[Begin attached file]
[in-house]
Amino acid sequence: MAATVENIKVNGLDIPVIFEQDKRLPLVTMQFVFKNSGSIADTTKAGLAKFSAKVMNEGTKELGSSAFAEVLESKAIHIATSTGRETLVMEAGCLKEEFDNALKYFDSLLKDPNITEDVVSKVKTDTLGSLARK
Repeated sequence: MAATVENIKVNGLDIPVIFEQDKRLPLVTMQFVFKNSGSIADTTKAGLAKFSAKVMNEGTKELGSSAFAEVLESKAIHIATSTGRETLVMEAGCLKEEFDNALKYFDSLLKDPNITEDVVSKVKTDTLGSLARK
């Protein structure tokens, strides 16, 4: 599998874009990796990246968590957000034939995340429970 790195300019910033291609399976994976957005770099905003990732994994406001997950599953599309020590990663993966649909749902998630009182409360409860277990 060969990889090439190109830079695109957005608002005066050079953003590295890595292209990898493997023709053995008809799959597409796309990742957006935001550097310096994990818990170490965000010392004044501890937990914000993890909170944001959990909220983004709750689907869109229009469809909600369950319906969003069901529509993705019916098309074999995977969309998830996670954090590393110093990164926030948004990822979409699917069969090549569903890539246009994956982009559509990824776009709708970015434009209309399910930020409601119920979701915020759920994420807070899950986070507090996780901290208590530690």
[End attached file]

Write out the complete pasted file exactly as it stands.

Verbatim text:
[in-house]
Amino acid sequence: MAATVENIKVNGLDIPVIFEQDKRLPLVTMQFVFKNSGSIADTTKAGLAKFSAKVMNEGTKELGSSAFAEVLESKAIHIATSTGRETLVMEAGCLKEEFDNALKYFDSLLKDPNITEDVVSKVKTDTLGSLARK
Repeated sequence: MAATVENIKVNGLDIPVIFEQDKRLPLVTMQFVFKNSGSIADTTKAGLAKFSAKVMNEGTKELGSSAFAEVLESKAIHIATSTGRETLVMEAGCLKEEFDNALKYFDSLLKDPNITEDVVSKVKTDTLGSLARK
């Protein structure tokens, strides 16, 4: 599998874009990796990246968590957000034939995340429970 790195300019910033291609399976994976957005770099905003990732994994406001997950599953599309020590990663993966649909749902998630009182409360409860277990 060969990889090439190109830079695109957005608002005066050079953003590295890595292209990898493997023709053995008809799959597409796309990742957006935001550097310096994990818990170490965000010392004044501890937990914000993890909170944001959990909220983004709750689907869109229009469809909600369950319906969003069901529509993705019916098309074999995977969309998830996670954090590393110093990164926030948004990822979409699917069969090549569903890539246009994956982009559509990824776009709708970015434009209309399910930020409601119920979701915020759920994420807070899950986070507090996780901290208590530690």